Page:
The Dramatic Decline of Civil Commitment in Oregon, 1972 to 2020

Thomas E. Hansen, Joseph Bloom, Amela Blekic

Research output: Contribution to journalArticlepeer-review

2 Scopus citations


The rate of civil commitment in Oregon fell from 53.2/100,000 in 1972 to 9.2/100,000 in 2020. The paper discusses this decline in civil commitment as related to statutory and case law changes and complex interactions including bed availability at Oregon State Hospital (OSH). The latter was in turn influenced by the significant increase in the last decade of hospitalization at OSH of competence to stand trial evaluation and restoration (CST) patients. Multnomah County, which contains the city of Portland, was responsible for the largest number of investigations and commitments and led the state in using a 14-day diversion alternative to commitment. This analysis may serve as a model for other states to engage in similar longitudinal research to shed light on the functioning of their involuntary commitment statutes.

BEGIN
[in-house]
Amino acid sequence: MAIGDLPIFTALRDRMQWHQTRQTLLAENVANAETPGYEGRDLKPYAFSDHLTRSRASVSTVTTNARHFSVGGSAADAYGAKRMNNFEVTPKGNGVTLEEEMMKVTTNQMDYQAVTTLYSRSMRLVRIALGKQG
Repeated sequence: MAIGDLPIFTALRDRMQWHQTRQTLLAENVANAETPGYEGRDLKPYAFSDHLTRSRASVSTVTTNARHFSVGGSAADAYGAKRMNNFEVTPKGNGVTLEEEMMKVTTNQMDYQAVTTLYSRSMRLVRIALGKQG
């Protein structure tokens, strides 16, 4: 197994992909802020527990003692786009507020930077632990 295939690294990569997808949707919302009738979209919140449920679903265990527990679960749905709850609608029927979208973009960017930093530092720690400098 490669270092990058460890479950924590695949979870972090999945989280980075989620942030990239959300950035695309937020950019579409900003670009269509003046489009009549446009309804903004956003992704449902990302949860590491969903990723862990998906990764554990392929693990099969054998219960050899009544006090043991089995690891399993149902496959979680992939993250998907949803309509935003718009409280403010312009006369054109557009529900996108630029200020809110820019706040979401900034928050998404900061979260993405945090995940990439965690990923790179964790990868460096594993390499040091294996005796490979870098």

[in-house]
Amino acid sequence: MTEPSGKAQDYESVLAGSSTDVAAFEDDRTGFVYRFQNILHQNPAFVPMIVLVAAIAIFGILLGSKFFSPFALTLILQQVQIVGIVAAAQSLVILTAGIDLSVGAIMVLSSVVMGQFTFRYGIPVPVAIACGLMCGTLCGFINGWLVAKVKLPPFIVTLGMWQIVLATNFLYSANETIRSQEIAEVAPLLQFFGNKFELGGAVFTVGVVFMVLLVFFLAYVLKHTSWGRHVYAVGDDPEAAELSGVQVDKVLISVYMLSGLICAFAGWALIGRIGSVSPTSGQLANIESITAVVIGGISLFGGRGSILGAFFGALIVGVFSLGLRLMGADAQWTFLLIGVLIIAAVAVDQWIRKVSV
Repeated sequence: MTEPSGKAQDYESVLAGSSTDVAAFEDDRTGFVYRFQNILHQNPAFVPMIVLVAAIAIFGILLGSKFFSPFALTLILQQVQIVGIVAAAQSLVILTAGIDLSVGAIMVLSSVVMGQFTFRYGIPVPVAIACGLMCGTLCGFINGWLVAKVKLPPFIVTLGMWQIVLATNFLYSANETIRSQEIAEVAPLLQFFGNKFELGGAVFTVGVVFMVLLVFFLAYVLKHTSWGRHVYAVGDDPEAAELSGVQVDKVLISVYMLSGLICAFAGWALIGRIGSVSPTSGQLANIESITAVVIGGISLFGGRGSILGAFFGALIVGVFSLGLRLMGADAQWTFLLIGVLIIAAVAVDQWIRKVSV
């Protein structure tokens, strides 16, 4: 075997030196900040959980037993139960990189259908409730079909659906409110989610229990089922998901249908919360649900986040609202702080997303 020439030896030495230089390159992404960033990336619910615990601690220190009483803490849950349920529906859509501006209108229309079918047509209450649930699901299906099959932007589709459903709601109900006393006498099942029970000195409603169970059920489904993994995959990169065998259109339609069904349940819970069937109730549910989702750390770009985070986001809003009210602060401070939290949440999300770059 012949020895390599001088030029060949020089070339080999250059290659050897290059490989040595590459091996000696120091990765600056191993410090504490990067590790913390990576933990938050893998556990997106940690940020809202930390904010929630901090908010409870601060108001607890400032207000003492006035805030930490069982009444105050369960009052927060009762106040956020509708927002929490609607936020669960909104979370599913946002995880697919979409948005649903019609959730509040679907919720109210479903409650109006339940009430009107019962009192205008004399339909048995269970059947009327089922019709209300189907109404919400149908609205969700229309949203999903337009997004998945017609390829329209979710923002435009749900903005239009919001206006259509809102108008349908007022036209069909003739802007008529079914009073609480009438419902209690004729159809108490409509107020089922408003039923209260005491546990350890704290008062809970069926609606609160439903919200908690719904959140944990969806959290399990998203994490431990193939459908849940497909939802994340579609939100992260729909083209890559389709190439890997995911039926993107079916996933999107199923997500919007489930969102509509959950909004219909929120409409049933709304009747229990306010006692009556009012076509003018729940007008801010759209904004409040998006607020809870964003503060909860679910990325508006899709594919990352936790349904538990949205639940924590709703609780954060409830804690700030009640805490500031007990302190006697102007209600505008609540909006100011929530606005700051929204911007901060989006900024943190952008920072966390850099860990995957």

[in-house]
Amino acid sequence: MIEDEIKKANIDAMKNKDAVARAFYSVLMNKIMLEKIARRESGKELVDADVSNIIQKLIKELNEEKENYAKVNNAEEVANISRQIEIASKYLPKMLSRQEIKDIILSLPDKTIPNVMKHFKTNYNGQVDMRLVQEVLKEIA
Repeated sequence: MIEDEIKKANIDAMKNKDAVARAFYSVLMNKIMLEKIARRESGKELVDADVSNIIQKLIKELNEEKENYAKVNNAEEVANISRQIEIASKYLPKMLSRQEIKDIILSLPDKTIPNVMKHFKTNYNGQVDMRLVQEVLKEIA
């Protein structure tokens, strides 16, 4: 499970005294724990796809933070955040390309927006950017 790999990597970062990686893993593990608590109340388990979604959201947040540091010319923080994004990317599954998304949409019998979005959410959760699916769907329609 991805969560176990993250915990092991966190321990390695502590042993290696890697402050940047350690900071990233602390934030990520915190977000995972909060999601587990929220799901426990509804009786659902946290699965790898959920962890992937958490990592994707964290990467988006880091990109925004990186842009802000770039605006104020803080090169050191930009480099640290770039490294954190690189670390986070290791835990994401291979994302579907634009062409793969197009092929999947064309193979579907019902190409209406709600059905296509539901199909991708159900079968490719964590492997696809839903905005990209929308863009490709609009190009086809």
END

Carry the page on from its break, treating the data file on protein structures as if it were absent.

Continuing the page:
Original languageEnglish (US)
Pages (from-to)533-540
Number of pages8
JournalJournal of the American Academy of Psychiatry and the Law
Issue number4
StatePublished - Dec 1 2022


  • civil commitment
  • competency to stand trial
  • forensic hospital psychiatry
  • legal regulation of psychiatry

ASJC Scopus subject areas

  • Pathology and Forensic Medicine
  • Psychiatry and Mental health


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